Furthermore, the maximum voltage applied to the switching mirror can be adjusted by adjusting the reference voltage (Vref) in relation to the upper contact voltage (0 V in FIG. 5). As an example, when a diode having a built-in voltage of 0.7V is used, Vref1 is set to 0.3V, while the maximum voltage is set to 1.0V, whereas −0. The 4V Vref1 is a 0.3V protection voltage. When Vref1 is set to -0.3V by the same method, the maximum voltage is set to -1.0V at this time, whereas Vref1 of 0.4V is a protection voltage of -0.3. In this way, all switching mirrors can be protected by this preferred embodiment. It is also possible to protect the asymmetric switching mirror device by defining Vref1 and Vref2 separately for the charge and discharge cycles.
Another embodiment of the device according to the invention is described in FIGS.
FIG. 6 shows a part of the display device 20 having a matrix of display circuit elements 21 in an area where m row electrodes 22 (selection electrodes) and n column electrodes (data electrodes) intersect. The row electrode 22 is selected using a row driver 24 while the column electrode 23 supplies a data voltage via a column driver 25. If necessary, the incoming data signal 26 is processed in the processor 27. Mutual synchronization occurs via control line 28, which can also be seen in the description of FIG.
An apparatus according to an embodiment of the present invention will be described with reference to FIG. The device has a switching mirror device 30 as described with reference to FIGS. 1A and 1B, which is represented by a capacitor for clarity. A transparent conductive electrode layer (11 in this embodiment) is connected to a fixed reference voltage (0 V in this embodiment) supplied by the voltage line 35. The other transparent conductive electrode layer 13 is connected to the negative power supply voltage line 36 via a switch which is an n-type field effect transistor (TFT) 31 in this embodiment. The gate connection of the TFT 31 is connected to one plate of a capacitor 33, which functions as a storage capacitor, and is connected by a TFT 34 via m row electrodes 22 (selection electrodes) and n column electrodes 23 (data electrodes). Addressed.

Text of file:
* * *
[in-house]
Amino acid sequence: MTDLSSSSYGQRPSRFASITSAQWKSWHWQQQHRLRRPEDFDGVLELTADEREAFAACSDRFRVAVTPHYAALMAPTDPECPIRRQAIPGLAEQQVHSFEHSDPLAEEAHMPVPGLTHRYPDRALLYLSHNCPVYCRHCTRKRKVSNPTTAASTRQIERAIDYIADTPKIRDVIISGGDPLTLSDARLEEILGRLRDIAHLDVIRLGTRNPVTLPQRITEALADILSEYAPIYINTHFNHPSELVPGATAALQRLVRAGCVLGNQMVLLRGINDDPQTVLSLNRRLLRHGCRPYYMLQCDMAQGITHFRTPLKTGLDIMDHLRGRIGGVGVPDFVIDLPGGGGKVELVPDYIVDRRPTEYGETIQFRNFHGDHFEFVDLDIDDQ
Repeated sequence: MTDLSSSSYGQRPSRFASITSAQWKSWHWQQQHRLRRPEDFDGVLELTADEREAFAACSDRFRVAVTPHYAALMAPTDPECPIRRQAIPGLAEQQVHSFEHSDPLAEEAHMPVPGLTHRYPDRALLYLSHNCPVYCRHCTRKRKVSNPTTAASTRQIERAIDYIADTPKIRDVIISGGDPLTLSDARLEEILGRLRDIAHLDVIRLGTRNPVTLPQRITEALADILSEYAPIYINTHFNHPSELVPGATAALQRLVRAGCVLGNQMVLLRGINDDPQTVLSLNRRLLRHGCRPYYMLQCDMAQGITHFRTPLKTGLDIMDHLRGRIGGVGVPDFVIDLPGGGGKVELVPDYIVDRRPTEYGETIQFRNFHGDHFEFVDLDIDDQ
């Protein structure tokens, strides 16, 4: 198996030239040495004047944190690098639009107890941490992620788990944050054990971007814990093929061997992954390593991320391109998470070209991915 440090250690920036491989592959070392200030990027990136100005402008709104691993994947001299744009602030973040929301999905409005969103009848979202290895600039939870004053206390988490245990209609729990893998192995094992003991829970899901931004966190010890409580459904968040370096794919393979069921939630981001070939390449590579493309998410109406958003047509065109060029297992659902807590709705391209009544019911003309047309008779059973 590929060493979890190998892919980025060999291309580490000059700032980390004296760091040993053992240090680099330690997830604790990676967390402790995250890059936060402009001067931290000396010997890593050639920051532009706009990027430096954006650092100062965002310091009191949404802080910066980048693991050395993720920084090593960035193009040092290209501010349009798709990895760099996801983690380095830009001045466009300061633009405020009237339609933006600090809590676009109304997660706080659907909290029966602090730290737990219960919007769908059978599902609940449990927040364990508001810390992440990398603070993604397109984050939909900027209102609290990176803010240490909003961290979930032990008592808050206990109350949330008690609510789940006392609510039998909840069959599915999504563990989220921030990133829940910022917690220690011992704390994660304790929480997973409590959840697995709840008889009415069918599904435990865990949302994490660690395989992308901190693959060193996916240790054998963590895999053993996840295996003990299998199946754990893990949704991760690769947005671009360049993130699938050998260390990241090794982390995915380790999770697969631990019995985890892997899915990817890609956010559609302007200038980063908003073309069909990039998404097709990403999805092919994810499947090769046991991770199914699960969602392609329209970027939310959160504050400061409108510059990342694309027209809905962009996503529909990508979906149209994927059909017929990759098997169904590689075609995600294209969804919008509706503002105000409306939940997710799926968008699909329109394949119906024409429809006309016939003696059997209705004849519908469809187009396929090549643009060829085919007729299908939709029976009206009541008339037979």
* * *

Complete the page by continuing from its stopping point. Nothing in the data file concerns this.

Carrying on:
While a row is selected via the electrode 22, the data voltage supplied by the data electrode 23 is sent to the gate of the n-type TFT 31. The field effect transistor (which depends on the sign of this data voltage) begins to conduct, acts as a current source, and begins to charge the switching mirror element 30 (arrow 38). During the hold time, the remaining rows in the display are selected. A storage capacitor 33 (formed by the intrinsic gate-drain capacitance of the TFT 31) ensures that the current source continues to supply the current required to switch the switching mirror element 30 during this hold time. . This may occur during one frame period (the time when all lines are selected once), but in the last few frame times (depending on the size of the display and the mirror and TFT dimensions). You can get up. After charging is complete, the current source is turned off. In order to detect or reset the end of charge, preferably a current sensor 71 is present in the current path common to both the charge mode and the discharge mode. The switching mirror element 30 remains in the state reached by this element.
Prior to charging the switching mirror element 30 according to the present invention, all or part of these switching mirror elements are reset (discharged (arrow 39)). In the present embodiment, this is achieved using an additional positive supply voltage line 29. The voltage on the line 29 is applied to the electrode layer 11 via a switch (TFT) 32 controlled by a control line 40. By selecting an appropriate low voltage, the switching mirror element never exceeds the maximum voltage that can be applied before degradation occurs, but the charge rate is limited. Instead, by using a high voltage to reset, this reset is performed at an optimal rate (the current is not limited), whereas the addition of protection diode 41 exceeds the voltage that degrades during discharge. Prevent again.
Preferably, the reset voltage is selected to reset the display device to a reflection mode or a white (transmission) mode. This is advantageous for many applications, such as document viewers and electronic books, where information is provided as black text on a white background. In this case, the minimum percentage of the display that occurs with the low power drive method and extends the lifetime of the display requires a reset (dark pixels only). A diode 41 disposed on the switching mirror element 30 provides protection so that the voltage across the element 30 does not exceed during charging.